The End of “Mini-Me” Medicine
Pediatric drug formulation has historically lagged behind the adult counterpart. Have government regulations had the right impact?
Andrew Parker |
Many a proud parent has affectionately proclaimed their child to be a “mini me,” but within the field of pediatric drug development this affirmation is far from the truth. Children are not simply small adults – they need customized medicines to reflect their differing requirements. Unfortunately, the lack of tailored pediatric medicine on the market means physicians have to consider them as such, often going off-label by crushing up tablets designed for adults to create smaller dosages for someone proportionately smaller.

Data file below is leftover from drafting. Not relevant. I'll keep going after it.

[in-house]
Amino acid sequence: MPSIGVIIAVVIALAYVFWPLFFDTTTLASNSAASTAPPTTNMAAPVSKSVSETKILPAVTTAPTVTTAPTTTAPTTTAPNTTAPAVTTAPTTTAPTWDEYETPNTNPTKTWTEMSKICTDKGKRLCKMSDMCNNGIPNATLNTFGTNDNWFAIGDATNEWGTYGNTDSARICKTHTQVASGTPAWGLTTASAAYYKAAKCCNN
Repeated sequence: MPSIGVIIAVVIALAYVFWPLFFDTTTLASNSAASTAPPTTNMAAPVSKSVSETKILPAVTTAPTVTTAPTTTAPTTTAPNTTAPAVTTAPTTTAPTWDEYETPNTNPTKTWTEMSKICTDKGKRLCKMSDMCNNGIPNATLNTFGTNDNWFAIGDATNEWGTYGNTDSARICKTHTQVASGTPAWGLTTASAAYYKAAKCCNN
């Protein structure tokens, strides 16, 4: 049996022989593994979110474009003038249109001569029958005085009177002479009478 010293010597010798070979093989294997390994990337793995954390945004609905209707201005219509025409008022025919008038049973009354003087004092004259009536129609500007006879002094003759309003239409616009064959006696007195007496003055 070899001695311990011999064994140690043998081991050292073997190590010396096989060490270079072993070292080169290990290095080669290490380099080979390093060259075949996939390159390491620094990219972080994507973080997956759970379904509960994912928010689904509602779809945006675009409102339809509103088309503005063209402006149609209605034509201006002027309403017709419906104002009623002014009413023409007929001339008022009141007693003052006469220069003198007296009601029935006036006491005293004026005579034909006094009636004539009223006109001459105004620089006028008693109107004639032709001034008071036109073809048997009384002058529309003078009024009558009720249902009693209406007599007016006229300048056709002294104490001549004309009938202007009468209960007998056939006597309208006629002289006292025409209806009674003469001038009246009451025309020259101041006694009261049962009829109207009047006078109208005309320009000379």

Compared with adult drug development, why has progress in pediatric medicine not kept pace? The unfortunate truth is that it all comes down to money. Market revenue is much lower for pediatric drugs because of the market size and the fact that fewer children fall ill compared with adults – a very unattractive investment prospect for pharma companies. Drug development is also costlier because of more complex pharmacokinetic processes caused by the size and weight differences that reflect a child’s age. Drug absorption, metabolism and elimination are just a few of the factors that need to be tweaked.
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